Today my good friend and reverse mentor Pragnya pointed me to an excellent news article on the building of the New Delhi subway.
This is the project managers dream. Quoting from the article
“Much of the credit for its success is usually laid at the feet of one man, Elattuvalapil Sreedharan, a 77-year-old technocrat who serves as the Delhi Metro Rail Corporation’s managing director. Mr. Sreedharan has a reputation for fearlessness and incorruptibility. At the Metro he has tried to create the culture of a private start-up business in the most unlikely of petri dishes: the epicenter of India’s sprawling bureaucracy.”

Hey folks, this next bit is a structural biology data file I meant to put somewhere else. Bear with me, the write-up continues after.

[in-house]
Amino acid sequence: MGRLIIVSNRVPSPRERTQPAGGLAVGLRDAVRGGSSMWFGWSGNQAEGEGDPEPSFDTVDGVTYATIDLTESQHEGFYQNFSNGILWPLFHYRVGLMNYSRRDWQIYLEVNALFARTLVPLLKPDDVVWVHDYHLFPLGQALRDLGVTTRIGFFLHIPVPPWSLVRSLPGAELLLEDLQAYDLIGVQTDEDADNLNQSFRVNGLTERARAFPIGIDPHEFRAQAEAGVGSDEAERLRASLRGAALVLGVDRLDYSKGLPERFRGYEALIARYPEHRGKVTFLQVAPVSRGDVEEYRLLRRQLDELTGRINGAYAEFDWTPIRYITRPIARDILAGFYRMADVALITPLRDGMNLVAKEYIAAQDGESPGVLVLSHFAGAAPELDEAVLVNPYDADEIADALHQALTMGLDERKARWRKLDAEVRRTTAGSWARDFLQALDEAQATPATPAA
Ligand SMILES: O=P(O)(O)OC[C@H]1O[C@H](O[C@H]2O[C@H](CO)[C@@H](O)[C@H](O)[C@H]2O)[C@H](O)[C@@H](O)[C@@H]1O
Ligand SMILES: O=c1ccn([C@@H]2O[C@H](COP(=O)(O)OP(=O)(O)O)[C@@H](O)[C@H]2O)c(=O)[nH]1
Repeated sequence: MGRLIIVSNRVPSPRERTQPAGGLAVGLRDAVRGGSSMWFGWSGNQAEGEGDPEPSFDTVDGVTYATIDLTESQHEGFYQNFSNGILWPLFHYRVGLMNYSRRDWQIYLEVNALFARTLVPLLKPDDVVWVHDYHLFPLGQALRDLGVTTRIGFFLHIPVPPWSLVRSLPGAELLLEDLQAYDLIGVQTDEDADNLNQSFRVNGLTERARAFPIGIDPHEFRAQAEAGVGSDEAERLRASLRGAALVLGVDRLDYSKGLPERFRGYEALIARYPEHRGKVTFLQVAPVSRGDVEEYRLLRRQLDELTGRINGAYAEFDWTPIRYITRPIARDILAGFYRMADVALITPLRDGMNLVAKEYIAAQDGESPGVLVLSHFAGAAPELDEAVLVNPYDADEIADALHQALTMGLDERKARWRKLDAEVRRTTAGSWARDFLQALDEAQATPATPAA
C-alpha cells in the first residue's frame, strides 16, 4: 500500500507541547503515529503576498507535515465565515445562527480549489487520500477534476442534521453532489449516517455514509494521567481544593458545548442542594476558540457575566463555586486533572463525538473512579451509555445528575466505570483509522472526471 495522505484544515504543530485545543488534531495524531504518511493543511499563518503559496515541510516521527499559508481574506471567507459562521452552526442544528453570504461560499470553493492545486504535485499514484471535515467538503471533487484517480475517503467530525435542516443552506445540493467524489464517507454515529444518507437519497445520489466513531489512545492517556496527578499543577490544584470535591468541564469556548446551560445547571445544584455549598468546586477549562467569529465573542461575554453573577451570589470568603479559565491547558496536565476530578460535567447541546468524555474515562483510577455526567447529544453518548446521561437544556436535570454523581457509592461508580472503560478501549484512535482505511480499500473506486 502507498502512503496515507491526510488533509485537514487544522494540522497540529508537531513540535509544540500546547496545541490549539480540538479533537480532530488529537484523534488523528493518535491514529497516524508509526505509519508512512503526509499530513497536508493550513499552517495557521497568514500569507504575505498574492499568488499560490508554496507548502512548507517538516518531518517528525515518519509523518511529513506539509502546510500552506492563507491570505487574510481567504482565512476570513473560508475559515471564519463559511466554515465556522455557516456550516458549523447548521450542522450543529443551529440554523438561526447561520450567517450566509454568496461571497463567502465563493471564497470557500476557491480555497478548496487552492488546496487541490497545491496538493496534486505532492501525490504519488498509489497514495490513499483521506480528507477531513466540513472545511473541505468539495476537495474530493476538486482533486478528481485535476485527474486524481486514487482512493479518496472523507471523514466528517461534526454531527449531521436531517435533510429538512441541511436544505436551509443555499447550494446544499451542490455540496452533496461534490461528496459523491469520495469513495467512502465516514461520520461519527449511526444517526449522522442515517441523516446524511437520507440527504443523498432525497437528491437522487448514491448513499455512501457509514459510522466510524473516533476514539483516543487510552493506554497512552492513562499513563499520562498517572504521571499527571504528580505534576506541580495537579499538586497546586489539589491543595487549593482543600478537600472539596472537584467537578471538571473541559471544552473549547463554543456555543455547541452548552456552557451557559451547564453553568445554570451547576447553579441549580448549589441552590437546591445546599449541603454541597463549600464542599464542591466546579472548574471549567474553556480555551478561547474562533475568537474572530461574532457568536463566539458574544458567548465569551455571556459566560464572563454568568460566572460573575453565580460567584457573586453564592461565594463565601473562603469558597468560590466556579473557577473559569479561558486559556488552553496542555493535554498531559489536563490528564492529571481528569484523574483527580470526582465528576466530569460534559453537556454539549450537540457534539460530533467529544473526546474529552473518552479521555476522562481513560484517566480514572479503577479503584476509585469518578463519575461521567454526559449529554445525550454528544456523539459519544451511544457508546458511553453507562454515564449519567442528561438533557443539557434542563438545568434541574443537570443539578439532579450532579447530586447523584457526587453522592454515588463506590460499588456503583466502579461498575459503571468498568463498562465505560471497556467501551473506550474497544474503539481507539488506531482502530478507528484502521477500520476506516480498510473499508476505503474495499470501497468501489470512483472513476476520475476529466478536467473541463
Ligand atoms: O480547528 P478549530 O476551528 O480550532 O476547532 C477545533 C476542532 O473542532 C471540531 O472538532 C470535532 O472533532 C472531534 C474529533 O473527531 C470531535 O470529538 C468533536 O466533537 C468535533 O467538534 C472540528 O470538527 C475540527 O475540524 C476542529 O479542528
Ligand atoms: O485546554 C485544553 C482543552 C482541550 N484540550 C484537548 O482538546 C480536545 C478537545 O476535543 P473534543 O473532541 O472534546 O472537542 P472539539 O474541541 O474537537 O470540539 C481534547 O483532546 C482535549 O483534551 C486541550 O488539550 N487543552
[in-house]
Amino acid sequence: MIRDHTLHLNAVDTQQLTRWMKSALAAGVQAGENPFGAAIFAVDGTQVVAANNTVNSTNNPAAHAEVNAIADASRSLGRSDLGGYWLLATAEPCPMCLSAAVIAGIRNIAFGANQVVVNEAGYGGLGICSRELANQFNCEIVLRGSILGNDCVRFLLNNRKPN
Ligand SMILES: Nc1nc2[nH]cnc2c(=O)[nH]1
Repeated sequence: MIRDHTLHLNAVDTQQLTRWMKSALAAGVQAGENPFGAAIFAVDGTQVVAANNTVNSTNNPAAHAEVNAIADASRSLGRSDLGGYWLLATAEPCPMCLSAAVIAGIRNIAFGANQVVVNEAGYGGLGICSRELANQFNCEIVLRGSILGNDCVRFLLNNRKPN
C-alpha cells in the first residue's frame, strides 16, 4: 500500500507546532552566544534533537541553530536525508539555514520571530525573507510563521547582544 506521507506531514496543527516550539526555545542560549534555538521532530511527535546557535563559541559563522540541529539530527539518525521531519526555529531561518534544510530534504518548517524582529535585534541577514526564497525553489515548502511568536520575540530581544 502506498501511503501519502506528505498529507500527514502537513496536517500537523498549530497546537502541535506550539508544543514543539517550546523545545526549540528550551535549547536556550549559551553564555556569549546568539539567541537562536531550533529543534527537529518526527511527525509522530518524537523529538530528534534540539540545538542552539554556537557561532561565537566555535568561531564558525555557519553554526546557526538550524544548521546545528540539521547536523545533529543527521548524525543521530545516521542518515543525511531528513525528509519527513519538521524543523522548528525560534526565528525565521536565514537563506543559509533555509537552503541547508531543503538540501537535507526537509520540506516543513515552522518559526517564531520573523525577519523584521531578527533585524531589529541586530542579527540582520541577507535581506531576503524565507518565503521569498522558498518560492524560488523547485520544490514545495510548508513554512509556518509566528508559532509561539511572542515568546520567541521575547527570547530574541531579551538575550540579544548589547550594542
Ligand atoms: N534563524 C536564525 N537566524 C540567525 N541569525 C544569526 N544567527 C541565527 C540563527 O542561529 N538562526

Every project has a management philosophy.
For the sub way project they really went back to the principles of management in ancient times.
“Instead of dry procedural manuals, senior managers are given a copy of the Bhagavad-Gita, one of Hinduism’s most important texts. But its significance is not religious, said Anuj Dayal, a spokesman for the Metro.
“It is a management text,” he said of the book, which is taken from the Mahabharata, an epic poem at the heart of Hindu philosophy. “It is the story of how to motivate an unmotivated person.”
This led me to another interesting link on Management and the Bhagavat-Gita
In essence the theme is
“No doer of good ever ends in misery’. Every action should produce results: good action produces good results and evil begets nothing but evil. Therefore always act well and be rewarded.”
How much easier can it get?